It was cosigned by two other individuals: NASA Goddard Institute head and Columbia University adjunct professor James Hansen, a renowned campaigner against man made climate change; and by Eric Loewen, who is the president of the American Nuclear Society and also the chief engineer on General Electric Hitachi's IFR, called  PRISM. Loewen signed the letter as the president of the ANS. GEH has proposed PRISM as a way to dispose of plutonium waste at Britain's Sellafield nuclear facility.

"Unlike today's nuclear reactor, the IFR can generate unlimited amounts inexpensive clean power for hundreds of thousands of years," the letter states. "It provides an excellent solution for what to do with our nuclear wast because it can use our existing nuclear waste for fuel and it is significantly more proliferation-resistant than other methods of dealing with nuclear waste.

"The IFR is also inherently safe. In an emergency, unlike today's reactors, it shuts down without human intervention and without requiring electric power... Hundreds of nuclear scientists believe this technology has the ability to generate carbon-free power at a cost per kW less than coal."

Dr. James Hansen (r) co-signed the letter with Branson and American Nuclear Society president Eric Loewen. Columbia University professor Hansen, also the director of the NASA Goddard Institute, campaigns against man made climate change. Above, a policeman arrests him outside the White House.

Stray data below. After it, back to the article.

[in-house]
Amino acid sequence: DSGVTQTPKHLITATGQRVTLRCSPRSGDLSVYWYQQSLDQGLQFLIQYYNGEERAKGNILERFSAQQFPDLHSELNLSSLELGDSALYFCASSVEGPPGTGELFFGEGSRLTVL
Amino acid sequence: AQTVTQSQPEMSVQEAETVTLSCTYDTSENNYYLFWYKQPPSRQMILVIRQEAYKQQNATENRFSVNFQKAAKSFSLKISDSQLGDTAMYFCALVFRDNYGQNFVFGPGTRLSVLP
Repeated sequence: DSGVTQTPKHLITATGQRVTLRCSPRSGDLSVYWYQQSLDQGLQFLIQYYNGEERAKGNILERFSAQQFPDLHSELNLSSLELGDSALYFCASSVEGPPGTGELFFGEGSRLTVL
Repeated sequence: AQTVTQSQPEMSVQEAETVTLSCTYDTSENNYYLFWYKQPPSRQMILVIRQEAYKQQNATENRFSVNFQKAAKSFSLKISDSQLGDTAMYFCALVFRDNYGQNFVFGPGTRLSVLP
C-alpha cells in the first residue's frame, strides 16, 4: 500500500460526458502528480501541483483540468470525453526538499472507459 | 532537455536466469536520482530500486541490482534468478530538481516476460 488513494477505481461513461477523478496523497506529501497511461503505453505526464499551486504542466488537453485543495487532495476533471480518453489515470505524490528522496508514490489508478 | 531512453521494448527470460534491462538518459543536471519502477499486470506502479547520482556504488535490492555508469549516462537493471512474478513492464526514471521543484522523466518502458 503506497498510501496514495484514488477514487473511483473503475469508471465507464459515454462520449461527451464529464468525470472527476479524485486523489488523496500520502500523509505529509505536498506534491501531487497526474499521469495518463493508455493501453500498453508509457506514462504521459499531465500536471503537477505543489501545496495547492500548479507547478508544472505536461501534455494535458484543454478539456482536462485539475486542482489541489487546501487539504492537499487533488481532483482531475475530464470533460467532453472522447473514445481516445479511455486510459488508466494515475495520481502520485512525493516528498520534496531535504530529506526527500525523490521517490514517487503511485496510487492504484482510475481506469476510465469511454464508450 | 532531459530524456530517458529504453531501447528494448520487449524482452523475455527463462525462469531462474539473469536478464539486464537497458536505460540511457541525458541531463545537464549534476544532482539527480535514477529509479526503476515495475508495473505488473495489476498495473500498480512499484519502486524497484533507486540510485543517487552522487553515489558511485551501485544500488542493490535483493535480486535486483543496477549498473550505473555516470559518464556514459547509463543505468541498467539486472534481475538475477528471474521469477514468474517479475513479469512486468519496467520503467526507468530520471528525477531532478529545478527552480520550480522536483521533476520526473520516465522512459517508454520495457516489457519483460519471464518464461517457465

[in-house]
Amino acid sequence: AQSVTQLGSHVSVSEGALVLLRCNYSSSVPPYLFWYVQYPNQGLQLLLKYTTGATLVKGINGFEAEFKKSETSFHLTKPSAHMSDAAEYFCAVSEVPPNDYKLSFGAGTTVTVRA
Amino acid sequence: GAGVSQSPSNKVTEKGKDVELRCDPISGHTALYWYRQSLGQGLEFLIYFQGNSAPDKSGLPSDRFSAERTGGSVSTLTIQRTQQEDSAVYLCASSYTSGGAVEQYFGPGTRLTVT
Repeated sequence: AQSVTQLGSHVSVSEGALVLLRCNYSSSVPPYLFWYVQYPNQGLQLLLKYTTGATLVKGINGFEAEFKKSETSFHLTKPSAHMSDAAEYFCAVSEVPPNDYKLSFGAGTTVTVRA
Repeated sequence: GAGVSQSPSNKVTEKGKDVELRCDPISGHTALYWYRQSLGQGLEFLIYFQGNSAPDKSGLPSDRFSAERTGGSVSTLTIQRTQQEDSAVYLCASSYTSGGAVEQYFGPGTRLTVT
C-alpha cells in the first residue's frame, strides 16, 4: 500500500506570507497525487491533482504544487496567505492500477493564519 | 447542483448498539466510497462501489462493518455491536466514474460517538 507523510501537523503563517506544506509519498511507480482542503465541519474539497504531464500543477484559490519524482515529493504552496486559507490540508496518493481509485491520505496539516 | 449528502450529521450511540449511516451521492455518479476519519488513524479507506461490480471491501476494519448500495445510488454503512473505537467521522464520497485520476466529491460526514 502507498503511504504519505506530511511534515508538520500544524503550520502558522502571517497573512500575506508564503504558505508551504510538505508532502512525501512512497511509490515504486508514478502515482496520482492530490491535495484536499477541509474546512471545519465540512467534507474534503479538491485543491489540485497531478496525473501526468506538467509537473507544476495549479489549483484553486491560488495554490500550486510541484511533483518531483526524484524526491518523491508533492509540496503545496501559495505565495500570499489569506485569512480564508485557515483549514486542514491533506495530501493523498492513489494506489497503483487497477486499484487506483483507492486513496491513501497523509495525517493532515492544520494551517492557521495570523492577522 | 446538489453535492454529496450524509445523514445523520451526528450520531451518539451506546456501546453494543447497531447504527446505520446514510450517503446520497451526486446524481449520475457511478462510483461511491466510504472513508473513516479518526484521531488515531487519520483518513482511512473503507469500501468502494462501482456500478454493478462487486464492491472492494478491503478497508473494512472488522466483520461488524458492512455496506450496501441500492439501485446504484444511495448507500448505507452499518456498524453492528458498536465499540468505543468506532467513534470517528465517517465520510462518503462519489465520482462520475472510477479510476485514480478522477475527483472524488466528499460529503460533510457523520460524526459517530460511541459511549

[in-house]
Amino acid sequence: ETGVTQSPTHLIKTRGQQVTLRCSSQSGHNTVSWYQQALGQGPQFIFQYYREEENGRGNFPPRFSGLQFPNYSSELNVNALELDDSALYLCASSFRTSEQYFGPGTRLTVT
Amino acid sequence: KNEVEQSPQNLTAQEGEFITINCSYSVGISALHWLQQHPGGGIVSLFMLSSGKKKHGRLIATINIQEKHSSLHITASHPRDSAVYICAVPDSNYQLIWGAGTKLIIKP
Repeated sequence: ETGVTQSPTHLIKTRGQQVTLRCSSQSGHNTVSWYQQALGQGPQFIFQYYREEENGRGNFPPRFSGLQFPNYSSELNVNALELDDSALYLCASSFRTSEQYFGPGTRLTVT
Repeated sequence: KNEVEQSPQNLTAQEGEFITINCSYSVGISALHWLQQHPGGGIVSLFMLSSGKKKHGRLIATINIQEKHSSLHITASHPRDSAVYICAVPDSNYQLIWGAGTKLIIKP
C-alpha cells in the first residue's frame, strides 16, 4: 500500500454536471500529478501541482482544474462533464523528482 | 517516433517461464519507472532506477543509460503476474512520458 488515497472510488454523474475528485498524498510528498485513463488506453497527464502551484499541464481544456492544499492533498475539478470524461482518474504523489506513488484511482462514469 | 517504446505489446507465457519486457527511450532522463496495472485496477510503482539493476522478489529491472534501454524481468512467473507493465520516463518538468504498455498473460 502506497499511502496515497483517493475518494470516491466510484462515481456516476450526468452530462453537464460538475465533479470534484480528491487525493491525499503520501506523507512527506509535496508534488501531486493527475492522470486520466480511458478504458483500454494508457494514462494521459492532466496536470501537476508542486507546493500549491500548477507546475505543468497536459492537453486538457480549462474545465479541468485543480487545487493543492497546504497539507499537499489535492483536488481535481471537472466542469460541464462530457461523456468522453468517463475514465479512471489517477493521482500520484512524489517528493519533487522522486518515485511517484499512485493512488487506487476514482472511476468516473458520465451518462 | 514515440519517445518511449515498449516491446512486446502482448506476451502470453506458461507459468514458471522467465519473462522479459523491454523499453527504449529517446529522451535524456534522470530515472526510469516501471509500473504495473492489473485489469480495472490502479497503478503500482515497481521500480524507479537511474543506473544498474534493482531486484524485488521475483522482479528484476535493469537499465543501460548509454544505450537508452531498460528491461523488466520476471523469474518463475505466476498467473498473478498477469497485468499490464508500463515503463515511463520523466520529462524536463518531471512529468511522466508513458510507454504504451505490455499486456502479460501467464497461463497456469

Like with other hopeful alternative nuclear technologies such as thorium, the idea for IFRs has been around for decades. The U.S. ran a test IFR in Idaho from 1964 through 1994 called the Experimental Breeder Reactor II (after operating is predecessor EBR in the 1950s). EBR II is the basis for GE-Hitachi's PRISM.

Critics say that IFRs are difficult to build, and question their safety. Japan's Monju IFR suffered a leak and fire in 1995, and incurred another accident in 2010 when a fuel replacement device fell into the reactor. It is currently shut.

But proponents say that politics, not faulty technology, have been the bane of IFRs in the U.S., epitomized by the Clinton administration shut down of EBR II.

General Atomics in San Diego is also developing a fast reactor, called the Energy Multiplier Module, which it intends to sell in small sizes as a source of industrial heat and for electricity. China is developing IFRs and could rely on them heavily for CO2-free source of electricity by 2050, according to the World Nuclear Association. France, Russia and India also have fast reactor programs.

Branson and Gates might expect to compete against yet another familiar billionaire in the nuclear business. Amazon CEO Jeff Bezos has invested in General Fusion, a Burnaby, Canada company that hopes to commercialize a nuclear fusion machine.

Meanwhile, keep an eye out for Virgin Nuclear. Maybe one day you'll be able to buy nuclear electricity in exchange for air miles.

Images: Branson from Richard Burdett. EBR II from Argonne National Laboratory West. Both via Wikimedia. Hansen and policeman grabbed from Hansen's TED video presentation, March 2012 via YouTube.